I heard someone suggest that when thinking about New Year’s Resolutions you should think about what you can do that will have an impact in 200-400 years. And that got me thinking about the work I do and how much of an impact it can have on families.
Personally, I want my work to live on through successive generations of families who communicate well and have healthy relationships with others.
This goal may seem audacious, lofty, perhaps quixotic for a divorce lawyer…but the fact of the matter is that the kind of work that I do (keeping couples out of court and facilitating peaceful resolutions as they end their marriage) does trickle down generations. That means my clients’ children will be happier and better equipped emotionally to deal with their own relationships.
When I run into clients after they divorce, I frequently do not recognize them because they look so different. The stress is gone, they’re happier, they have a lightness of being that they don’t typically have when they are in the middle of a divorce. By staying out of court and dealing with the difficult issues around divorce with as little animosity as possible, my clients are getting to that “happy place” much sooner. They are able to move on to new relationships, be more productive at work, and share co-parenting duties with more ease. They adapt to their new lives because they had control over the terms of their divorce. hey weren’t fighting in court for years and expecting a judge to make difficult decisions for them.
The last contested divorce that I litigated was in 2007. I hear through the legal grapevine that my client and her ex-husband are STILL fighting in court over modifications and enforcement. It’s been 9 years since the judge made a “final decision” in their case, but neither of them were happy with that decision and they’ve spent nearly a decade trying to convince other judges to side with them. I think about their son. He must be in his late 20’s now. What was it like navigating high school and college and early adulthood while his parents were battling each other in court? What kinds of relationships has he formed? Has he found a way to be happy and productive in spite of his parents’ anger and dysfunction? Is he suffering from anxiety or depression? It’s cases like this that make me sure that court should be the last resort for your divorce.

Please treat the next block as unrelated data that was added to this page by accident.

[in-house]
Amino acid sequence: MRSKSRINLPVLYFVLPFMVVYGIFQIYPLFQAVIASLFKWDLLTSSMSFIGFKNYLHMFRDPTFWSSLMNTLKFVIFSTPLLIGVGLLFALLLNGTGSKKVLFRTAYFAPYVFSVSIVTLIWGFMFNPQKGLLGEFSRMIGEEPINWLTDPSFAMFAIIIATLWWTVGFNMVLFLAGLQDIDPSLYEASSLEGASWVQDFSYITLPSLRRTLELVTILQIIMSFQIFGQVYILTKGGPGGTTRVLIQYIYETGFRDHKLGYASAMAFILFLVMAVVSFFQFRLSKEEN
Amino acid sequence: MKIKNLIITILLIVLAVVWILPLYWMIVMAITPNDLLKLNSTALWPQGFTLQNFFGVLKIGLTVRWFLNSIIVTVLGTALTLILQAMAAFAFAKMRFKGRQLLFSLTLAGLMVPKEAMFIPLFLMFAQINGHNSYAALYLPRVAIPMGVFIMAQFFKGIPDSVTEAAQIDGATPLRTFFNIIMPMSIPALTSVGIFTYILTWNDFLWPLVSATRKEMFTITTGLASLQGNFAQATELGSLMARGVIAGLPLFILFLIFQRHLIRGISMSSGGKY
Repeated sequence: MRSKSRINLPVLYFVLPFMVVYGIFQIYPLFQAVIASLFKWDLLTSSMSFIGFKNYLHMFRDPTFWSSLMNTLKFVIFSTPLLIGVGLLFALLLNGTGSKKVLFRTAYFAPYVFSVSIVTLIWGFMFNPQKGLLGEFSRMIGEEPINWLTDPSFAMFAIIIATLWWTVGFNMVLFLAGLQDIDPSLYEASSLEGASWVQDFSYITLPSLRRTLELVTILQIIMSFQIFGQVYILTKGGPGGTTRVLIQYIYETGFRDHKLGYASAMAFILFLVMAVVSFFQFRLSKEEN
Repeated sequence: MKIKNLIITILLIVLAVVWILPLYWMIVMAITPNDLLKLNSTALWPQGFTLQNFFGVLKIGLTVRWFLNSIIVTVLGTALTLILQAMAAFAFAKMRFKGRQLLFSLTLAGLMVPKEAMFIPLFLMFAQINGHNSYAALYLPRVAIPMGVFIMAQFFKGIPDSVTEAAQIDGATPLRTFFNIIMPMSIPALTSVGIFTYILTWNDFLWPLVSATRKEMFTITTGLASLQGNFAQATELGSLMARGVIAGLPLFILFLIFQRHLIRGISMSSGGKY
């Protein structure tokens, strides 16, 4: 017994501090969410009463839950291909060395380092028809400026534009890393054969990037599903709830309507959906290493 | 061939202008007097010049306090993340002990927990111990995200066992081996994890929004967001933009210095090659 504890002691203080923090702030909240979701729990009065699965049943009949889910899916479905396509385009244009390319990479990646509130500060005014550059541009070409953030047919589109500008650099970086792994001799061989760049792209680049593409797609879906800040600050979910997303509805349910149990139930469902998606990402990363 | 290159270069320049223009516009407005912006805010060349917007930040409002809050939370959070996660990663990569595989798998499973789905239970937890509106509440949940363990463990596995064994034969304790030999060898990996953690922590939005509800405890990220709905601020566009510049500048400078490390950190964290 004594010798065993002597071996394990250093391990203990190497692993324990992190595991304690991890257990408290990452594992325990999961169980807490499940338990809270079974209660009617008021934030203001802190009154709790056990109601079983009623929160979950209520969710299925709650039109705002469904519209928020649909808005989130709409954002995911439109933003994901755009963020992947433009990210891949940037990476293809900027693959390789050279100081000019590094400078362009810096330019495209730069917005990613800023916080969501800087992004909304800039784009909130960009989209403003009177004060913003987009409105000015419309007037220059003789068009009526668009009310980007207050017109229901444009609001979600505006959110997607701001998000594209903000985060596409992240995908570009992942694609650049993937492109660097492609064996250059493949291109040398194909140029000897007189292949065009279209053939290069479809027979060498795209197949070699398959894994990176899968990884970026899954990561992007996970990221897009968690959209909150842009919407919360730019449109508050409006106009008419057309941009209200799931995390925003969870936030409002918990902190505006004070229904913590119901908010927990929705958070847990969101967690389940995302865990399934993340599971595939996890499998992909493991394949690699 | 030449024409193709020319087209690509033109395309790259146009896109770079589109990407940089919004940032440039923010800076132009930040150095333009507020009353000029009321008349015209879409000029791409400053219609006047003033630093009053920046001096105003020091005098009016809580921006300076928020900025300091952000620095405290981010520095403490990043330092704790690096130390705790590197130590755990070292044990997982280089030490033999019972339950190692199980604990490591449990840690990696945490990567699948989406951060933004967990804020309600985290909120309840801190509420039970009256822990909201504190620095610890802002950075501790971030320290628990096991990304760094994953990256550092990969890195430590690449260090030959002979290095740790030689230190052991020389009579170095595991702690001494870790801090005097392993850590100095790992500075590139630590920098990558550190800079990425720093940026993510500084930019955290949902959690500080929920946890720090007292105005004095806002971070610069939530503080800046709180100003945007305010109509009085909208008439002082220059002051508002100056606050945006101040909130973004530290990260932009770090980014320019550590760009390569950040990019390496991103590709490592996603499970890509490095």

Instead, I want to receive emails like this one from a client who used mediation to reach an agreement with her husband:
“As a dear, divorced friend (who was my rock through my divorce) said, ‘Time heals all wounds.’ I’m happy to report that has come to pass when I didn’t think it would or could. I have moved on. [My ex] has been a mensch in his dealings with me and we have an amiable relationship as we share events with our children and grandchildren. We spent a wonderful Thanksgiving together with all of our children and our grandchildren who were all in from out of town. We needed a scorecard to figure out who was spending time with whom, and when we would be together. It also became quite interesting when I introduced my ex-husband to the man in my life, but that went very smoothly as well.”
This testimonial is a perfect example of how the work mediators and collaborative attorneys do really does affect multiple generations. But it all starts with the person who is divorcing. He or she has to say, “I want to do this the right way. I don’t want to be the victim, I don’t want my kids and grandkids to be casualties in this divorce. This too will pass.”
Working with experienced mediators and collaborative attorneys helps people make better decisions, so they can focus on desires instead of fears. I am committed to encouraging that mindset in my clients, and letting them know how much of an impact their peaceful divorce can have on their families. Will the work I do live on for 200+ years? I truly believe it will.
Contact me today to learn more!
570 Lexington Avenue, Suite 1600
New York, NY 10022